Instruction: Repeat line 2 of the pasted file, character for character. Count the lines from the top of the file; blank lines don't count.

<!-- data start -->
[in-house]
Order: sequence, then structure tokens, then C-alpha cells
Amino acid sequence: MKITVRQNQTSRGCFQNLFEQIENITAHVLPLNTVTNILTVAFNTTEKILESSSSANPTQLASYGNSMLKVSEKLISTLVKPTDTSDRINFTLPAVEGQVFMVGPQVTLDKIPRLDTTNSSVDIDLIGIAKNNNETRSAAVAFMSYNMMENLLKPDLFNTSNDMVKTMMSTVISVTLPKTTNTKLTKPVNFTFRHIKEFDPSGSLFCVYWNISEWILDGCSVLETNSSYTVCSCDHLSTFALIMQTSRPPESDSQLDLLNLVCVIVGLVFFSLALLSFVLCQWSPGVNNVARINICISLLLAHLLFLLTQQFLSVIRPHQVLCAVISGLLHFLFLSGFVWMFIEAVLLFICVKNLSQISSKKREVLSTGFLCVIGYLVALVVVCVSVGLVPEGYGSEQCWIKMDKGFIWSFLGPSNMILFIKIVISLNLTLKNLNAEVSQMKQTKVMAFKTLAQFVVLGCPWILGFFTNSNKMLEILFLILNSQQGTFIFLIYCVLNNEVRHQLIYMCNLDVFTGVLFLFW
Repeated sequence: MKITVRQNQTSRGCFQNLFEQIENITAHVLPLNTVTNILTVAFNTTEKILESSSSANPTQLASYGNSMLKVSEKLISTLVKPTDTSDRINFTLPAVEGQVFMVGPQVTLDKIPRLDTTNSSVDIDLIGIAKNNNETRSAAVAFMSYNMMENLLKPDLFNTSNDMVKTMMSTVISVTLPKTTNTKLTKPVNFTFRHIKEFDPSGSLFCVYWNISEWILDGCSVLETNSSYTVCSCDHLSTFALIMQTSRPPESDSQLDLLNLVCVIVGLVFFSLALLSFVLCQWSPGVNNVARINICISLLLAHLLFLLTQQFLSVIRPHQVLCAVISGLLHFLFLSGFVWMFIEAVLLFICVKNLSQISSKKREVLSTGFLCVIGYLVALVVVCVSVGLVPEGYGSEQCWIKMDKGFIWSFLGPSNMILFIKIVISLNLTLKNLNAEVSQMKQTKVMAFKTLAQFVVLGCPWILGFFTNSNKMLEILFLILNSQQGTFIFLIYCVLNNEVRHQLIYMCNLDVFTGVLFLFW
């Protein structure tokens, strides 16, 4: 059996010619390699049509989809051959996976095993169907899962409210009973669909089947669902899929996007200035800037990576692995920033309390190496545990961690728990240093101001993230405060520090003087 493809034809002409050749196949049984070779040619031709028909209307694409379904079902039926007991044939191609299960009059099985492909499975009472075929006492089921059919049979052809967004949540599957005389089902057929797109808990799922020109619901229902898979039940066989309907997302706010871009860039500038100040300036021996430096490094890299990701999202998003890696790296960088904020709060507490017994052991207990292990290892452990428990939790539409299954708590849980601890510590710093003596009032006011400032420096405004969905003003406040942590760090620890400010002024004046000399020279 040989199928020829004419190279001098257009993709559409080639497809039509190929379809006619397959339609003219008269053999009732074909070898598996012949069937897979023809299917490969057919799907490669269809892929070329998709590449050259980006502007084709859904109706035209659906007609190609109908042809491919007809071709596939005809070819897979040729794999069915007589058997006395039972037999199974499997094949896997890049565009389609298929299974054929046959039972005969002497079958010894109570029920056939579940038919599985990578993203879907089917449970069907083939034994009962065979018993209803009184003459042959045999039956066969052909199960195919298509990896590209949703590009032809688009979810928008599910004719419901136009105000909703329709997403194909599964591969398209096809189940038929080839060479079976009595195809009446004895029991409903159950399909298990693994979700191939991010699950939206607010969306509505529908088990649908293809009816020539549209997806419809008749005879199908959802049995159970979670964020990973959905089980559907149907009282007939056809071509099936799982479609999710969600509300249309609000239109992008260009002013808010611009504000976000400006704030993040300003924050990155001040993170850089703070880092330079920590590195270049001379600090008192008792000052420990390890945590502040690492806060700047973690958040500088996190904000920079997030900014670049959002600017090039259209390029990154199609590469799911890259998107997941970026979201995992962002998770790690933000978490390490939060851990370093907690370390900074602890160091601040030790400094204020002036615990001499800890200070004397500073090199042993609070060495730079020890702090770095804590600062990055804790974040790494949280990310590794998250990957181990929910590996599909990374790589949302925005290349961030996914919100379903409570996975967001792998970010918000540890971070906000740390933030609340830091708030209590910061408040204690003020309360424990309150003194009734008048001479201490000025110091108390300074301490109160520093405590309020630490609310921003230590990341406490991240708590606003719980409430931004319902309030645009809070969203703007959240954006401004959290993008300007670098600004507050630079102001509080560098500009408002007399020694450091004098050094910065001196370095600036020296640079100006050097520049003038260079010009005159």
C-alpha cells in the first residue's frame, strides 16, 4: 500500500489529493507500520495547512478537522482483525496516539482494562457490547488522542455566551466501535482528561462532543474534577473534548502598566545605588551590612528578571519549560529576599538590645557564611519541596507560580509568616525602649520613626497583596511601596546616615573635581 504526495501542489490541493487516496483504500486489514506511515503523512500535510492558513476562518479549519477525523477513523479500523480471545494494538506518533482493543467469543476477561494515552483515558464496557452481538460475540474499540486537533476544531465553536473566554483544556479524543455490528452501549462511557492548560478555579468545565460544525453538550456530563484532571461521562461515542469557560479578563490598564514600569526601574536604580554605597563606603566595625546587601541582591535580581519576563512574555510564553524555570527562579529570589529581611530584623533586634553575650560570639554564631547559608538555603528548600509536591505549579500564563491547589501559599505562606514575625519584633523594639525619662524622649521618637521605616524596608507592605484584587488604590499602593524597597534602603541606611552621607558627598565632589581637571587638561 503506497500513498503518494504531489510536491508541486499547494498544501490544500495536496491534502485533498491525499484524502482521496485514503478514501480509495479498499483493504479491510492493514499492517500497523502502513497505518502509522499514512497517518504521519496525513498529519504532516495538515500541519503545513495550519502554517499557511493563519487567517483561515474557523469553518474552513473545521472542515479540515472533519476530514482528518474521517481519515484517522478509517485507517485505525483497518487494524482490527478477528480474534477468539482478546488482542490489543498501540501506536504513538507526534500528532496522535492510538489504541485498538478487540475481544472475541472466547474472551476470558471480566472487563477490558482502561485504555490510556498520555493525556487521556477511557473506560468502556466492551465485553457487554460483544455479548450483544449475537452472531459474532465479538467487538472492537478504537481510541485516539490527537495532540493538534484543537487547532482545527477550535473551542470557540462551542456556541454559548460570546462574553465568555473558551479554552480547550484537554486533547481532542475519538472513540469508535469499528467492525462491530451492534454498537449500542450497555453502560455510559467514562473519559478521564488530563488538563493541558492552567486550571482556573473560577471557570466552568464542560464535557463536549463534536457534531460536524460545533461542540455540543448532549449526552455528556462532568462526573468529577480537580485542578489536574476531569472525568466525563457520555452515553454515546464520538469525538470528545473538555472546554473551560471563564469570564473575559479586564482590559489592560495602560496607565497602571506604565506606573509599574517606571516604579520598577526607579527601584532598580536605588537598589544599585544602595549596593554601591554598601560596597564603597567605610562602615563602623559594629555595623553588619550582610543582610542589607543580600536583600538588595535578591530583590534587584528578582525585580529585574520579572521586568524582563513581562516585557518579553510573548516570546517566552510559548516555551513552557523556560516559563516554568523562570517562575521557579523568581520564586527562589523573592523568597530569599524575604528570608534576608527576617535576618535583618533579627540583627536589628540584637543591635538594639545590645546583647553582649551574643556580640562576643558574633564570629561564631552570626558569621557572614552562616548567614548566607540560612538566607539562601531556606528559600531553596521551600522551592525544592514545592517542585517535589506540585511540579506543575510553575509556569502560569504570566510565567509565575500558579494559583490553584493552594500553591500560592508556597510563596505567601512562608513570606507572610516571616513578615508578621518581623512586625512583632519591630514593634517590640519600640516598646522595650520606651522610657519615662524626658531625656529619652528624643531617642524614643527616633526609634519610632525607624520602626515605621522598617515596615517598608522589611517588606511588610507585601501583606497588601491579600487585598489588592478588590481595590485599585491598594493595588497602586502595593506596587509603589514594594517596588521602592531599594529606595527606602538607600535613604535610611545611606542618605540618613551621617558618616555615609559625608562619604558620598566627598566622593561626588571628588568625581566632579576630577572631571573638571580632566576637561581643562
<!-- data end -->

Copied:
Order: sequence, then structure tokens, then C-alpha cells